Hello! I am CJ, the newest member of the TAB team. I was born and raised here in the Eagle Valley and after receiving a Bachelor’s of Environmental Design from the University of Colorado Boulder, I packed up my bags and moved to Bozeman, Montana where I earned a Masters of Architecture. Eventually I found my way back to Colorado and spent 3 years in Fort Collins before coming back to the mountains.
Professionally I have strong interests in music performance spaces, community planning, historic preservation, and sustainable design. In the past I have worked on a wide range of design projects from net zero energy residential developments, community music spaces, to office and mixed use buildings. Throughout this journey I have developed a wide range of technical skills to help visualize projects in their early stages to allow for good design decisions.
In my free time you will find me on my next adventure often near a lake, with a camera, friends and fly rod in tow and when not out exploring, I will most likely be in the music studio composing songs that I swear someday I will finish.
Balance in a home is important. Balance does not have to mean symmetry; it can mean a sense or feel of balance where one element balances another element. Architectural balance is an idea that has been put forth by some architects in the work they do, and a recent study confirms it.
A House vs. a Home: The Balance of Vail Valley Architecture & Psychology
A study in Australia revealed that one’s psychological state and association of home is directly related to architectural balance. The physical nature of a place can have a significant impact on the dweller’s perception of the place, whether the dweller deems the place a home or just a house. Here are three takeaways from this study.
Traditionally, the concept of home has always been perceived as a psychological construct of our human condition taken from our personal and social lives and our memories. The home was something our minds created through what we perceived to be a home. But now, we know home is both a psychological and architectural concept. Both are intrinsically connected.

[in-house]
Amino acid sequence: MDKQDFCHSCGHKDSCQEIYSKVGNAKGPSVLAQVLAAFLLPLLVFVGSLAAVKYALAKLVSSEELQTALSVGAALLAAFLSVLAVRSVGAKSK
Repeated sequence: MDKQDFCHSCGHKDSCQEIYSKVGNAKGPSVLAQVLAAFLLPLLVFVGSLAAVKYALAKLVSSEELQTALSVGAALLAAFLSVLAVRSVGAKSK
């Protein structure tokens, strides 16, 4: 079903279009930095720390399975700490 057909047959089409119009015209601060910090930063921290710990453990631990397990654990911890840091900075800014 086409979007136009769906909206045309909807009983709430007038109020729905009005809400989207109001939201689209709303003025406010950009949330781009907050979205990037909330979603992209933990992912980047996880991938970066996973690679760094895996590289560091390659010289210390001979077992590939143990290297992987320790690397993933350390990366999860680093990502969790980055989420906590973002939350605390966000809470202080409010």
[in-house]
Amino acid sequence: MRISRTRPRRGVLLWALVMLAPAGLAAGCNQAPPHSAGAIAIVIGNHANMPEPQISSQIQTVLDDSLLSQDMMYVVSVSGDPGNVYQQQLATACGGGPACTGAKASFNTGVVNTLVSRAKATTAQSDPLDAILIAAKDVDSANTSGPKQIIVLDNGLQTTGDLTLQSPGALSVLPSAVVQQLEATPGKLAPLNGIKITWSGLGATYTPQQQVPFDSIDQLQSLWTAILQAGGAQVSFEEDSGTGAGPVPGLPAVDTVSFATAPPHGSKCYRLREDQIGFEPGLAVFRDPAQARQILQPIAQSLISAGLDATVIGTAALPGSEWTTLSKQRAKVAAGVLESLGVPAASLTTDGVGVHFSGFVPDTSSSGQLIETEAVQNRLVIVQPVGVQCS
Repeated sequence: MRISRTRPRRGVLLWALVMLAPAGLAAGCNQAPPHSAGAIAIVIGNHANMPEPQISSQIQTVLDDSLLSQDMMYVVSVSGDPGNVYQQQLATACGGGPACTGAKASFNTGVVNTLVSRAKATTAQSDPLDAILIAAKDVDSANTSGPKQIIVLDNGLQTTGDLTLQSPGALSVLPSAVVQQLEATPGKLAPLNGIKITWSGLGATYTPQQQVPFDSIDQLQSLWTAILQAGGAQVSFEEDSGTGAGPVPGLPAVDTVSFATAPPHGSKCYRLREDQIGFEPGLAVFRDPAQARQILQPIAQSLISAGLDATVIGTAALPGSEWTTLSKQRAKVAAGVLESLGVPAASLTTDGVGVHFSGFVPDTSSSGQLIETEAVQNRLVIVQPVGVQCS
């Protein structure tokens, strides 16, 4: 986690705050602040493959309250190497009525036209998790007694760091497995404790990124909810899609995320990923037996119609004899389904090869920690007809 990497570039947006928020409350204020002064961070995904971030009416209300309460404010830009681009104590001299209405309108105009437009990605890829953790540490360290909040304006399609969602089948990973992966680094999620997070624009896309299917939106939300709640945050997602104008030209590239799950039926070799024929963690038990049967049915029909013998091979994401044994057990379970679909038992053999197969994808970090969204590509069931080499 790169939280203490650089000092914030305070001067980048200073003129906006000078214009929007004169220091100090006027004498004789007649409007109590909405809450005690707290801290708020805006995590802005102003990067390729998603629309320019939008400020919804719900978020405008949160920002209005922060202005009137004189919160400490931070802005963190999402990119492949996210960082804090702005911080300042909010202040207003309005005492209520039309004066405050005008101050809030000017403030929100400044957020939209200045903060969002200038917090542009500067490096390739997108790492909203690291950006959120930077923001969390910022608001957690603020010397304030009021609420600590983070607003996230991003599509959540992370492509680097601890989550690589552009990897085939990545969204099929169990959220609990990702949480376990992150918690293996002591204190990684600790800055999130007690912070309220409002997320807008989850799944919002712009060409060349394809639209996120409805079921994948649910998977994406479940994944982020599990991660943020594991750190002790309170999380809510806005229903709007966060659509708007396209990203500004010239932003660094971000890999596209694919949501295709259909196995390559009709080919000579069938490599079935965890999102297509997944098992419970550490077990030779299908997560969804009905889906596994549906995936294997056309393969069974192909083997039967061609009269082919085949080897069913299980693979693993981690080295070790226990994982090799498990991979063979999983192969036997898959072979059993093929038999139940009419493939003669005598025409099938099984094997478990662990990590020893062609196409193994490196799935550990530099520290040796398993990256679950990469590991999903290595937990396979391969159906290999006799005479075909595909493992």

Architecture impacts a person’s psyche and has a direct impact on the perception of what a home is or means. The architecture of a structure can — if designed accordingly — positively impact the occupant of the structure and create a connection with it. On the other hand, if the architecture poses no stimulation, the mind is not stimulated and a connection to the structure is not made. The structure, therefore, is just a structure, a place where one lays his or her hat, and that’s all.
The balance between architectural design and psychology is what helps make a house a home. Architectural balance lends itself to this effort through the proper distribution of aesthetically appealing architectural design and elements.
Architects work to bring balance to any house so you have yourself a home, and that’s something you live in with peace of mind. Contact TAB Associates today to assist you in the design of your dream home!
Hello world! Anna Griffith here from Tab Associates. I have been with TAB Associates for almost a year now and feel so lucky to have found such a great team to work with. I received my masters last spring from University of Colorado Denver and moved to the valley shortly after. It feels so good to be back in the mountains of Colorado.
I was born and raised in Durango, Colorado and received my Bachelors from Montana State University in Bozeman. These small mountain communities have helped shape who I am today and are a continuing reminder of what I hold dear in life.
Through my work, I aim to bring awareness and presence to the natural beauty that surrounds us. One project I am particularly proud of is a 300sf cabin designed for the director of the Colorado Outward Bound program located in Leadville, Colorado. Through the Colorado Building Workshop, 28 students designed and built 7 cabins over the course of a semester. This was an incredibly rich experience which has helped shape the trajectory of my career.